Ok, so this presumably means I am a pacifist. It is hardly surprising – my kids have grown up without their father due to war. But let’s remember that in Iraq, this would virtually be the norm. 660 000 to a million Iraqis suffered violent deaths as a result of the 2003 war, millions injured, millions of Iraqis were displaced. Approximately 4.5 million children orphaned. I pull my hat on as a widow and I inevitably ask “What did Paulie die for? Did the war that he was fighting serve a purpose? What was that purpose? Were the objectives met? And what about the human costs on ordinary Iraqis?”
These are the sorts of questions that a widow – perhaps especially the contemporary widow – or widower – will ask in the context of war grief. And surely it is not unpatriotic or unreasonable to ask these simple questions.
But in Paul’s case, the answers for me are uncomfortable. We went to war in Iraq in 2003 for a primary reason – the presence of weapons of mass destruction – which was spurious at the time. In sober hindsight a few years later it went from spurious to laughable. But we had the safety net of a secondary reason – we can’t be going too far wrong by getting rid of Saddam Hussein’s murderous regime and installing democracy. However this reason, given the disgraceful failure to plan properly, has proved catastrophically naïve and arguably disingenuous. Twelve years on, it’s as profound as it is tragic.
So, I end up with the conclusion that we invaded Iraq for no reason, that the fall back reason has backfired (especially for the Iraqi people) and that my husband did not die for any tangible purpose.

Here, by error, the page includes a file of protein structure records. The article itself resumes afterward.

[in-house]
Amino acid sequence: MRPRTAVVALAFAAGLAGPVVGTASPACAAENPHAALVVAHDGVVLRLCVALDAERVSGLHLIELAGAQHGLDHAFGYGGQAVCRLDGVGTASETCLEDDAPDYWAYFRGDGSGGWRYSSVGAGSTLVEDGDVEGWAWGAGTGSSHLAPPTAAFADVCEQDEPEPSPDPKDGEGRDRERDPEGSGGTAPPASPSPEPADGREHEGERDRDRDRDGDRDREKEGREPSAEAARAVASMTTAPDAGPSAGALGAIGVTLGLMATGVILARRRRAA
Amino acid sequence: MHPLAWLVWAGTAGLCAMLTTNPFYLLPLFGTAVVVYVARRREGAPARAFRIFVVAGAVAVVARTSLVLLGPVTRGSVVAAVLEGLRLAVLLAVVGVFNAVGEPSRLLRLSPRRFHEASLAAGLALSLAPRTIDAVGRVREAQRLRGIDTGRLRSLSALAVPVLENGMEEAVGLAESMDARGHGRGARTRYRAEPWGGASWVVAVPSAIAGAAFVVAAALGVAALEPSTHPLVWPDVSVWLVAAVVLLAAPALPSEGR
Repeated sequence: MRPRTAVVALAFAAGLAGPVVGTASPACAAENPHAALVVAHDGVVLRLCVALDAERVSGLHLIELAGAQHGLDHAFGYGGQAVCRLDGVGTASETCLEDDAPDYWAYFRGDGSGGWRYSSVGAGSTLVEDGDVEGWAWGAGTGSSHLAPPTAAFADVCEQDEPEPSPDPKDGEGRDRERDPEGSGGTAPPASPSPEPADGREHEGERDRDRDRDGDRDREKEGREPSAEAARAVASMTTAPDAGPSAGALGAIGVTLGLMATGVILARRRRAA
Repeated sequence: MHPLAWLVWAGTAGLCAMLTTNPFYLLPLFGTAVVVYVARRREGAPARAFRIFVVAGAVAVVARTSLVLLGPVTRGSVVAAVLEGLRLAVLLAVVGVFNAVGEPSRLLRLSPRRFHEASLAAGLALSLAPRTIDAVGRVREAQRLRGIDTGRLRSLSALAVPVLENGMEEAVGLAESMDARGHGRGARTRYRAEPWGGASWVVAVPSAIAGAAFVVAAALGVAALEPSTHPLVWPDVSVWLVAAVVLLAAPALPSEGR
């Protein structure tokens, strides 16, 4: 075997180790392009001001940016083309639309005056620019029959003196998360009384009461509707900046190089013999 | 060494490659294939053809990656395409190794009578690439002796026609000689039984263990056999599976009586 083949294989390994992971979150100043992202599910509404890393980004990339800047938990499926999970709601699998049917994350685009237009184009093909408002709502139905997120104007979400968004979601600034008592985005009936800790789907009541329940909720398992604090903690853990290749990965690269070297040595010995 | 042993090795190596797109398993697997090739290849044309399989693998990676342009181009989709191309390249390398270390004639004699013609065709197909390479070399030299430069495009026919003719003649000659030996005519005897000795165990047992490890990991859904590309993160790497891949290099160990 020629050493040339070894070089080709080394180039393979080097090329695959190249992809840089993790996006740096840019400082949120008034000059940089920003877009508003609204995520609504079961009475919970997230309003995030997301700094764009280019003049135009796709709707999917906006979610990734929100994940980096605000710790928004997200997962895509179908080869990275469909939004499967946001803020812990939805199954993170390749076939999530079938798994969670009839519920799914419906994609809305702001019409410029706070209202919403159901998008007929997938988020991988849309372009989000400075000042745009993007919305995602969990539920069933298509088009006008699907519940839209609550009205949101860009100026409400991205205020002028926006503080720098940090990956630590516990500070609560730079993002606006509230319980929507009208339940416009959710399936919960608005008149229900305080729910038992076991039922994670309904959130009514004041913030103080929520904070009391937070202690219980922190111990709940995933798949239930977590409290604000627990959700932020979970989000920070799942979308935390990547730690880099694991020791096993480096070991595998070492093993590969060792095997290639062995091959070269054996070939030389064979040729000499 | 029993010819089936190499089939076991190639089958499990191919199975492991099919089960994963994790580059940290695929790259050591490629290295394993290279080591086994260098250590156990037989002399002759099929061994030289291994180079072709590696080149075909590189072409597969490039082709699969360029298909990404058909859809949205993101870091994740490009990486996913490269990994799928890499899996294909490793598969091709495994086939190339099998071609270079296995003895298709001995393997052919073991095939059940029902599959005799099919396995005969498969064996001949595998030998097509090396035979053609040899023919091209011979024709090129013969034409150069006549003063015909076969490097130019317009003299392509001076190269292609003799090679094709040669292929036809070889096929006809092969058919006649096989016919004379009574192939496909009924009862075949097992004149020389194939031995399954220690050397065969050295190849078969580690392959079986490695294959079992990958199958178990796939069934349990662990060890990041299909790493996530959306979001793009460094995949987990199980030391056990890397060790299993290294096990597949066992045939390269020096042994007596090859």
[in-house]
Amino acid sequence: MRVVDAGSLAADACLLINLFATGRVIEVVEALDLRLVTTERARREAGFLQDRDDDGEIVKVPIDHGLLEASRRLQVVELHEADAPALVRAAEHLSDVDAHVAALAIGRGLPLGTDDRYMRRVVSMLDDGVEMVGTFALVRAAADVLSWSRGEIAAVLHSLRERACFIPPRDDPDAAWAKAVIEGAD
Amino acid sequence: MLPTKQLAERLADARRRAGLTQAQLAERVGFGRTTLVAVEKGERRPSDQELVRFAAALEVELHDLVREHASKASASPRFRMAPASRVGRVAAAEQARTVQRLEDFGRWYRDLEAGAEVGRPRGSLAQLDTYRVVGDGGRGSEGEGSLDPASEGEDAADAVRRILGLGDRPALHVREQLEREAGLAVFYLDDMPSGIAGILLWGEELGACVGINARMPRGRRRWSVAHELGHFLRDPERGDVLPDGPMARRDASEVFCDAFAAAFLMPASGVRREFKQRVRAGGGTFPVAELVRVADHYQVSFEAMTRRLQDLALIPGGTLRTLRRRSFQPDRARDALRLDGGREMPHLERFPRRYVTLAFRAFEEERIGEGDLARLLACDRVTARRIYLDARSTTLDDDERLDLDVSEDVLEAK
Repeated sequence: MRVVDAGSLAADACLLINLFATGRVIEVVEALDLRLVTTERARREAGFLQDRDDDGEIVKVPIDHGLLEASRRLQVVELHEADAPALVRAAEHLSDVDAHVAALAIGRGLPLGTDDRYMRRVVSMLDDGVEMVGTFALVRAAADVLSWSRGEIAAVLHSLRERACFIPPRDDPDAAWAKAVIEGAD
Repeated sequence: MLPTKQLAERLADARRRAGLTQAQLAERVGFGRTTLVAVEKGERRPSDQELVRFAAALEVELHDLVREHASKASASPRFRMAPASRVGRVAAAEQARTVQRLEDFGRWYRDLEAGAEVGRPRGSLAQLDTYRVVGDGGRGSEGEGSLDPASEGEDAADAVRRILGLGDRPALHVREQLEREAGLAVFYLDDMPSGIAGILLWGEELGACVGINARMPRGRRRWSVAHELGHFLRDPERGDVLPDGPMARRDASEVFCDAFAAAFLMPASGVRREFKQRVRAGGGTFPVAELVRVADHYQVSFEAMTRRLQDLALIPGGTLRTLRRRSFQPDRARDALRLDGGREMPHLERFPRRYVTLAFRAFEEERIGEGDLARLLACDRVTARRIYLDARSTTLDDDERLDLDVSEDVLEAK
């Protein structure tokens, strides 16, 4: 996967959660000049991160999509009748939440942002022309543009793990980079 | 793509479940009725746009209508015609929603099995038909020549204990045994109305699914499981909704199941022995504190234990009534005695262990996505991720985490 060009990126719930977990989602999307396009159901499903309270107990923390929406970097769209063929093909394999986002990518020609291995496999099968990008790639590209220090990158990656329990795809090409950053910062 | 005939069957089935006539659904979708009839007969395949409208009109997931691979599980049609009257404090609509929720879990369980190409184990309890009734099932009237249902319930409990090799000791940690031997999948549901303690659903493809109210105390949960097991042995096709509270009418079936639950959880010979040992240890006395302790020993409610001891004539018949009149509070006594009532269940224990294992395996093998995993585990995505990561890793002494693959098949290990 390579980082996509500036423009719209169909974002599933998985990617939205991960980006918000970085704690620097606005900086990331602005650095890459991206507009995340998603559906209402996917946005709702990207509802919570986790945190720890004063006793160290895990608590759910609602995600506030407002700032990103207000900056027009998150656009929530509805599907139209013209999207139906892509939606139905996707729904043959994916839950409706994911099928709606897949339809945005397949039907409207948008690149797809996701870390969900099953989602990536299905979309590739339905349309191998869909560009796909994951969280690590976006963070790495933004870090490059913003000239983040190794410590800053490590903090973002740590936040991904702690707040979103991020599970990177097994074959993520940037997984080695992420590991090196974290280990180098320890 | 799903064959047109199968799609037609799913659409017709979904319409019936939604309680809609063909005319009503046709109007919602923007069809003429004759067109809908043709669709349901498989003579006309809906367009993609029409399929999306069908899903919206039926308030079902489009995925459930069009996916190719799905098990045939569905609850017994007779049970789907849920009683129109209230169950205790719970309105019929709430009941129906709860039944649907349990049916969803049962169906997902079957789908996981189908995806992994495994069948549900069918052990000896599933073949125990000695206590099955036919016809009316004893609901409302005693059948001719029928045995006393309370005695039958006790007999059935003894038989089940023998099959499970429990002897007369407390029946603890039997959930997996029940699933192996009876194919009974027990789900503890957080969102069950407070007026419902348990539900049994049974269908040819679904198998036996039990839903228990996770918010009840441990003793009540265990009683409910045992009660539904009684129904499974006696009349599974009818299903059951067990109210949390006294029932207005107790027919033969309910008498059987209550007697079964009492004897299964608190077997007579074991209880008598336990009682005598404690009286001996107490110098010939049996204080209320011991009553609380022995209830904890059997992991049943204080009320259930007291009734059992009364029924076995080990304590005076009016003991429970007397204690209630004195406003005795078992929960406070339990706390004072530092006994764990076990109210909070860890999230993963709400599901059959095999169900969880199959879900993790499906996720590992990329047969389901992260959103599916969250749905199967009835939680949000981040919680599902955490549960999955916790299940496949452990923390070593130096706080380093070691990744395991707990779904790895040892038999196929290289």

This leads me to question the nature of the contract between the military and our government. Conventional democratic wisdom holds that it is disastrous for the military to second guess our democratically elected government’s decisions. This makes it all the more important that our government exercises its decision making processes with caution, transparency and a sense of accountability.
Transparency and accountability are core values of democracy. If instilling these values in a foreign country is justification for waging war on that country, surely it would look a lot better if we also stuck to those values in the process of deciding to wage that war? Recent events suggest otherwise… security and humanitarianism are being offered as reasons to justify our participation in a third war in Iraq in only 25 years but much of the detail about our involvement is shrouded in secrecy . The absence of any spirited parliamentary debate on the issue is disappointing; a unity ticket on our participation in another war in the Middle East is depressing.